oozy

1
[oo-zee]
See more synonyms for oozy on Thesaurus.com

Origin of oozy

1
First recorded in 1705–15; ooze1 + -y1
Related formsooz·i·ness, noun

oozy

2
[oo-zee]
adjective, ooz·i·er, ooz·i·est.
  1. of or like ooze, soft mud, or slime.

Origin of oozy

2
First recorded in 1350–1400, oozy is from the Middle English word wosi. See ooze2, -y1
Related formsooz·i·ly, adverbooz·i·ness, noun
Dictionary.com Unabridged Based on the Random House Unabridged Dictionary, © Random House, Inc. 2018


Examples from the Web for oozy

Contemporary Examples of oozy

  • Some juice spills out when one is sliced or bitten, but it isn't nearly as plump and oozy as a traditional link.

    The Daily Beast logo
    The Texas Church of Beef

    Jane & Michael Stern

    April 27, 2014

  • Cut into them and find a hidden treat of melty, oozy mozzarella.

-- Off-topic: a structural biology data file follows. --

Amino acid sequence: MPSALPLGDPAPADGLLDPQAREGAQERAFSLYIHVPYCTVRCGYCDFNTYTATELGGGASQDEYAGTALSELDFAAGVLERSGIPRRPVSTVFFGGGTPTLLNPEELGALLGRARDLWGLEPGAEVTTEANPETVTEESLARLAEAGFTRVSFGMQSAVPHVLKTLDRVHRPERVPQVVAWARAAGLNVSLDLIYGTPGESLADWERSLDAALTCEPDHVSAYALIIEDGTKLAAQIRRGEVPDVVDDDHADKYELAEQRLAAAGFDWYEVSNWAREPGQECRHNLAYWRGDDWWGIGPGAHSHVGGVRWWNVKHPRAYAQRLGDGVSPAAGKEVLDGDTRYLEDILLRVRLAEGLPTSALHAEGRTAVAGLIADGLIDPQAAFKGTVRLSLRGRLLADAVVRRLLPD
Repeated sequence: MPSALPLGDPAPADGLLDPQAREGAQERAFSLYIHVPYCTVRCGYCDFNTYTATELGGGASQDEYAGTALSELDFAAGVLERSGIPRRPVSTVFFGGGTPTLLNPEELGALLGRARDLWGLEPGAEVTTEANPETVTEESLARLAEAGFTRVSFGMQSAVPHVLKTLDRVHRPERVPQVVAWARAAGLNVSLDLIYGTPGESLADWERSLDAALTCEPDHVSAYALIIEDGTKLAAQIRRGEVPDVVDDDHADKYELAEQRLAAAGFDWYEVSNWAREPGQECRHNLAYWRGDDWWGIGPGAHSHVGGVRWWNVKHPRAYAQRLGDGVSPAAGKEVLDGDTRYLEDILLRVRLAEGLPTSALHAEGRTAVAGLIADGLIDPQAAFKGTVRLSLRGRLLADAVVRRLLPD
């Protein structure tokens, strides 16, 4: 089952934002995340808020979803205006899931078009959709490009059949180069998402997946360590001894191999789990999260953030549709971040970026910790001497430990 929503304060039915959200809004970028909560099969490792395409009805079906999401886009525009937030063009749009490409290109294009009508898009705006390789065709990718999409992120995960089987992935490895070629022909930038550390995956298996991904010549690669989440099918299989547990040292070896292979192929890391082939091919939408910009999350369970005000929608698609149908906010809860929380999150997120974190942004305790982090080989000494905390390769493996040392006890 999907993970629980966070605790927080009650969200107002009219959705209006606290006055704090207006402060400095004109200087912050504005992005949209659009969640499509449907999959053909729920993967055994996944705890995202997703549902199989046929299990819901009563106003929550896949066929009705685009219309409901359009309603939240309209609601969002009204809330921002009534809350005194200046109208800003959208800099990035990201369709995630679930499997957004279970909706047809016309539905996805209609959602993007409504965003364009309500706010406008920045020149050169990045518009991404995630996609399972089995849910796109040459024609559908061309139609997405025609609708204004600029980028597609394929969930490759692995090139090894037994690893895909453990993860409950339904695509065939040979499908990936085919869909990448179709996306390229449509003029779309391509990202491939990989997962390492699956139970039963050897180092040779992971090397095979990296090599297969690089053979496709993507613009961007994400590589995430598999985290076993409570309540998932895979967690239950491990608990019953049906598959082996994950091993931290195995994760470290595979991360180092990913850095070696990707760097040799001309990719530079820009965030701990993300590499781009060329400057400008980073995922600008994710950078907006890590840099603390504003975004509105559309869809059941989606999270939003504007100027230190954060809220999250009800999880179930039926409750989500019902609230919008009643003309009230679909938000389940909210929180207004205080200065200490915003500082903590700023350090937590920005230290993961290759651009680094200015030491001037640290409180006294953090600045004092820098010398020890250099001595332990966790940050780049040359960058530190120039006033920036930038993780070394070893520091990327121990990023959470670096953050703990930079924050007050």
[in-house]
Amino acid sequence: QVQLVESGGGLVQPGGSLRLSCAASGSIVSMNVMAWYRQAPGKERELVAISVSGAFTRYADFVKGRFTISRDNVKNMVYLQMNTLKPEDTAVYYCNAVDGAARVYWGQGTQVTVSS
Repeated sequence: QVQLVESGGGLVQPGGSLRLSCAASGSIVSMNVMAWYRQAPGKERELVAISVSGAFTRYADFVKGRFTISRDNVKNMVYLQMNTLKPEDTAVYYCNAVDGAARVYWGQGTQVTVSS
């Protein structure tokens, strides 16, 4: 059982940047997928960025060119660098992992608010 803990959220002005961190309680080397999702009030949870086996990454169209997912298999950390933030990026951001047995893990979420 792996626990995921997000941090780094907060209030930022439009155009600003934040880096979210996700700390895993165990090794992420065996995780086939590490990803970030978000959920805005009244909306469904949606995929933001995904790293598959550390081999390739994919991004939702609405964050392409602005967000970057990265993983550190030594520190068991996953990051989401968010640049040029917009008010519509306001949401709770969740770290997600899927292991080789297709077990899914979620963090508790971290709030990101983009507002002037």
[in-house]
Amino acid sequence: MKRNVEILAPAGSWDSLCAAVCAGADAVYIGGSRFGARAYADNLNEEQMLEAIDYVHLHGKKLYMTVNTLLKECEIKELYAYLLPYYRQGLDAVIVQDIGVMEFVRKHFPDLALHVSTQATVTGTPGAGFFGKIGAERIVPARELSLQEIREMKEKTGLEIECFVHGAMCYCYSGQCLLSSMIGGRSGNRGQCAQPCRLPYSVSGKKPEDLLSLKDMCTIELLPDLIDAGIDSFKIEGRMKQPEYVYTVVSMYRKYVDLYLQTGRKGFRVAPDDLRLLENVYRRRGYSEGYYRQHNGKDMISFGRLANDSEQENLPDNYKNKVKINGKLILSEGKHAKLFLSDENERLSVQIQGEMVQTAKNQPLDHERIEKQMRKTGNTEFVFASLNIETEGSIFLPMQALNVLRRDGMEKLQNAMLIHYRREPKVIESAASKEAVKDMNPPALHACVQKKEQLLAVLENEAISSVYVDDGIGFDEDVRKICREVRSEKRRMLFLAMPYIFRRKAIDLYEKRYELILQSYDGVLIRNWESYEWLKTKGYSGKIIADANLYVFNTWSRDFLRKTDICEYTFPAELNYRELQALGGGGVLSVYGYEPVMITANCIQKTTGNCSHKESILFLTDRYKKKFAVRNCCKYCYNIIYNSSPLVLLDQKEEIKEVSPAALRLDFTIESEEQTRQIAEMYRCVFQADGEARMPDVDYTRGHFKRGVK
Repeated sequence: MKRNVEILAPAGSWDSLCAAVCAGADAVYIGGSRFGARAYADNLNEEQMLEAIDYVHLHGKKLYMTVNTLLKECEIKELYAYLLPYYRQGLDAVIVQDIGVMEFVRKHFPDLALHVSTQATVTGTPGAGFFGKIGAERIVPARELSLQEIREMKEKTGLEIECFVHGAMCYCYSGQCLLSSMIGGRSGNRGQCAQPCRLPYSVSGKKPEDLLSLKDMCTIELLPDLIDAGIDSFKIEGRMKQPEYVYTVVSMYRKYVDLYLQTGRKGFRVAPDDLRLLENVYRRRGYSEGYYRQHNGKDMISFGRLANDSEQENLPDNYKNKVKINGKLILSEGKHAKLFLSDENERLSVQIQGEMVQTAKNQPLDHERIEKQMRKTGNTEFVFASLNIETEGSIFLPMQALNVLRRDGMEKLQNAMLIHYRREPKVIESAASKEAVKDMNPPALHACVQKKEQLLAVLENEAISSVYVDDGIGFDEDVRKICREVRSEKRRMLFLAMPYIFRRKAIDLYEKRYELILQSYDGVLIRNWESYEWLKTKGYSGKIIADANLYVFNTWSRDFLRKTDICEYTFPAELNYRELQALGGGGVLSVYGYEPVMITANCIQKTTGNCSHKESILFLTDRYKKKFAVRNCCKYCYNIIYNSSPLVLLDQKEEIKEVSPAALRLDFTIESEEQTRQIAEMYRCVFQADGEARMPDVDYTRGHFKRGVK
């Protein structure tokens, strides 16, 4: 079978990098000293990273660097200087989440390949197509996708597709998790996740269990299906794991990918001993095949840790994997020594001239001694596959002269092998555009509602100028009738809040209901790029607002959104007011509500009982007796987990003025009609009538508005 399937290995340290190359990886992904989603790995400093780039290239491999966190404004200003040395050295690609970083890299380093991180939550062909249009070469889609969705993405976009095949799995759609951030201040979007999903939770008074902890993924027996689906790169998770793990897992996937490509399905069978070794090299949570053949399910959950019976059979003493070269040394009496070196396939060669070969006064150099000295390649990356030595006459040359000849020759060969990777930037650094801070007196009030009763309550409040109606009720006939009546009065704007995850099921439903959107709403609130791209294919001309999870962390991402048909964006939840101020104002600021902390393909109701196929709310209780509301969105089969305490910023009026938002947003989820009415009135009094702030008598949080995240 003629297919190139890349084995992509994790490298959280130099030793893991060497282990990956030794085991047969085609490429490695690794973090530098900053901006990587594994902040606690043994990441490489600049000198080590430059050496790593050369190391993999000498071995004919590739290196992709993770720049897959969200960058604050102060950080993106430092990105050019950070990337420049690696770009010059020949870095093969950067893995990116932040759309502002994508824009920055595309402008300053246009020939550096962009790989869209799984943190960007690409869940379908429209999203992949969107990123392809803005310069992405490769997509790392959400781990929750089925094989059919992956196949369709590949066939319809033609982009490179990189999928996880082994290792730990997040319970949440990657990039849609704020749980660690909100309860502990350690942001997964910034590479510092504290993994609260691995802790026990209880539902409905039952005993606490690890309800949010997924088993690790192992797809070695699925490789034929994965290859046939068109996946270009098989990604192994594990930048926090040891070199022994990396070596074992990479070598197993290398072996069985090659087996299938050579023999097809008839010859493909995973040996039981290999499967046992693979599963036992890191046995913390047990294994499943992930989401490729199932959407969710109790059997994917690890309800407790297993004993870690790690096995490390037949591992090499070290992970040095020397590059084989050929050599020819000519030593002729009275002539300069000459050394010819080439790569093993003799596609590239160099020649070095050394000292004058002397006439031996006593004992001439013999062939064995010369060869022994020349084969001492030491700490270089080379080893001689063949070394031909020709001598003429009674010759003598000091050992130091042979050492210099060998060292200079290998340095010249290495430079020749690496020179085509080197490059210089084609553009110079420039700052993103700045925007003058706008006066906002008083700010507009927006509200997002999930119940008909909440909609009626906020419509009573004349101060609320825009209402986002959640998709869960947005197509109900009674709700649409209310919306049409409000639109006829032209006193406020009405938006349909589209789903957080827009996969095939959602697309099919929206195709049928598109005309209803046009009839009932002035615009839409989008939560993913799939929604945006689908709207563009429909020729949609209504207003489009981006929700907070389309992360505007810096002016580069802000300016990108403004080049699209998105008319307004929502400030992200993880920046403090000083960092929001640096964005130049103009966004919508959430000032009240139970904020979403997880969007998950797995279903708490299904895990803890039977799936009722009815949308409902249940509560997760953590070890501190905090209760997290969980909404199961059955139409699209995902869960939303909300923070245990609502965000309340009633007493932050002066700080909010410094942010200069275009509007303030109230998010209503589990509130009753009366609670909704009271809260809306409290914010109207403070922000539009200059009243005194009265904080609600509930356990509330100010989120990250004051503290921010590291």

The Daily Beast logo
    What to Eat: Spring Salads

    Cookstr.com

    April 6, 2010

Historical Examples of oozy

  • He rose to his feet, sinking almost to the top of his boots in the oozy slime.

    Mistress Wilding

    Rafael Sabatini

  • The base of it lay in a definite hollow, reed-grown and oozy.

  • Again and again he struggled furiously to escape from the oozy quagmire.

    The Camp in the Snow

    William Murray Graydon

  • But it is here, by this oozy margin, that they find the clay to frame their dwellings.

    In the West Country

    Francis A. Knight

  • When it was almost as deep as his boot tops he got stuck in the oozy, mucky mud.

    My Father's Dragon

    Ruth Stiles Gannett


British Dictionary definitions for oozy

oozy

1
adjective oozier or ooziest
  1. moist or dripping

oozy

2
adjective oozier or ooziest
  1. of, resembling, or containing mud; slimy
Derived Formsoozily, adverbooziness, noun
Collins English Dictionary - Complete & Unabridged 2012 Digital Edition © William Collins Sons & Co. Ltd. 1979, 1986 © HarperCollins Publishers 1998, 2000, 2003, 2005, 2006, 2007, 2009, 2012

Word Origin and History for oozy
adj.

Old English wosig "juicy, moist" (see ooze (v.)). Related: Ooziness.

Online Etymology Dictionary, © 2010 Douglas Harper